I find our best years are the ones that my kids feel like they get more social opportunities. It could just be my kids personalities but the hardest couple years were ones where we did very little outside and the kids felt like they didn't have friends. My younger kids are more content with just doing activities but my teens want to hang with their friends and that type of thing requires more planning than it did when they were younger.

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Yes, and this is the second thread this week where I've seen remarks that unfairly label and judge parents who choose what they think is best for their children instead of letting their children make major decisions on the basis of what they think would be most fun.

 

If children always knew what was best for themselves, then we would emancipate them at birth. Apparently, our society as a whole does not believe that children always know what's best for themselves--that's why they have parents who love them and who have enough life experience to have some perspective on major decisions such as schooling. Can we please stop making people feel like disrespectful tyrants just because they embrace their charge as parents, to do what they think is best for their children? If you think that what is best for your children is to let them make all their own decisions, fine. That's your call as a parent. But if someone else thinks that sometimes what their kid wants ISN'T the best thing for them, that's THEIR call as a parent. And it doesn't make them disrespectful or tyrannical.

 

 

The only unfair labeling I'm seeing is yours. I said that the OP was a concerned parent. Where you get disrespectful or tyranical from that I have no idea. Those are your words, not mine. I also never said that I allow my children to make all their own decisions. Frankly, I don't understand the Hobson's choice here. Why are the only options tyranny or children making all their own decisions? I was simply advocating a middle ground, and noting that there have been two threads recently where the child's desires re homeschooling were completely dismissed by some of the commenters. The OP is clearly concerned or would not have started the thread; I'm glad she has received advice on how to help her daughter.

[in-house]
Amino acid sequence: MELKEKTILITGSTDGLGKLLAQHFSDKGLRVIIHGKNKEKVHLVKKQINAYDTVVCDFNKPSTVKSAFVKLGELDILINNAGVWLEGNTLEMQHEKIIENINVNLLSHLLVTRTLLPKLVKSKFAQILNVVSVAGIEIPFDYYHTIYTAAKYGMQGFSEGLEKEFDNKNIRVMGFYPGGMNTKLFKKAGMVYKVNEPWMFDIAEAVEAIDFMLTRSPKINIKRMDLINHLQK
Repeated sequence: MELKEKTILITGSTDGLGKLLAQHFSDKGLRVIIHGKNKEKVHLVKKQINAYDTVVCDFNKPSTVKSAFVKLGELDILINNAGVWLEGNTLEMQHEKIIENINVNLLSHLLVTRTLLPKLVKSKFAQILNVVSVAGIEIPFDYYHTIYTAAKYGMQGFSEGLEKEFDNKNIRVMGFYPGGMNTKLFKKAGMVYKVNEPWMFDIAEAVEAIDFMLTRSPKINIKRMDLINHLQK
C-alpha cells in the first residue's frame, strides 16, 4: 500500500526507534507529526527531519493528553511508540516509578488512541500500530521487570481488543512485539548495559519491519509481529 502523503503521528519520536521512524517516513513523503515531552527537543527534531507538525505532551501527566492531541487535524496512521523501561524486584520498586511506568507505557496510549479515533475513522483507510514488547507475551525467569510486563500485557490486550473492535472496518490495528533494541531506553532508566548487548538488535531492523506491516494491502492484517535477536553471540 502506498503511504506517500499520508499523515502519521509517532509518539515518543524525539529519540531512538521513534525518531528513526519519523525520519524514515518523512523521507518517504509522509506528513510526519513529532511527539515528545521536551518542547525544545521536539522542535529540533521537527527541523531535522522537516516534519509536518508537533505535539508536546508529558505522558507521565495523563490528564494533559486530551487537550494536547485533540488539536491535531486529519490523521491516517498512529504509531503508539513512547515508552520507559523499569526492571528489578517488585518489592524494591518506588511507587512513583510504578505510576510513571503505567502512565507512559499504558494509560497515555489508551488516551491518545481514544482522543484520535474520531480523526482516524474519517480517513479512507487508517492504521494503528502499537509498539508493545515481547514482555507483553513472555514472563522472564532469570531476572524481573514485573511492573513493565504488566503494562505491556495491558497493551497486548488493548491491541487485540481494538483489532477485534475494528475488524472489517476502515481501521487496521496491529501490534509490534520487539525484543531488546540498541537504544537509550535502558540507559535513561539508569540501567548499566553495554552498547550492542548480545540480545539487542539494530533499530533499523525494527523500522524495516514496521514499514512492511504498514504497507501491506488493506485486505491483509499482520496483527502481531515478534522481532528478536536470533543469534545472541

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No one said that the op shouldn't home school. What a few of us have been concerned by is that some encouraged the op to disregard her dd's feelings and to assume that one get-together a week will be plenty. The op can make this work within the context of homeschooling. But she's right to recognize, as she has, that her dd wants more social interaction than some home schooling regimes provide. So the question is, how can we may her parental choice work without dismissing her dd's social needs?

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You may not want to leave the house every day, but as you know, when you homeschool you take on the responsibility of intentional socialization rather than the by default socialization of an institutional school setting. It'll require more work on your part than sending a kid to the bus stop and letting the institutional school do it for you. Expect to spend several days a week taking your kids to activities that they enjoy with other kids-most of us do. If they don't already exist, then you'll have to make the opportunities yourself.

 

In your neighborhood-

 

What type of community do you live in? Can you invite the neighbors over to get to know them so you can host the kids playing in your house and feel comfortable with your kids at their houses? Is there a park in your neighborhood where the kids congregate? Keep an eye out for when it's full of younger kids and go over there with your daughter, meeting the neighbors and their children. What about a community pool? Having neighbor related activities a time or two a week can be great for your kids.

 

At your house-

 

Can you volunteer to a watch a child or two now and then for someone (friend, relative, neighbor) who could use a break one afternoon a week? Can you plan a very easy low maintenance, low or no cost co-op or playdate at your house a couple of times a month for other homechoolers? Can you invite another family with kids over a time or two a month for a meal or dessert?

 

At your place of worship-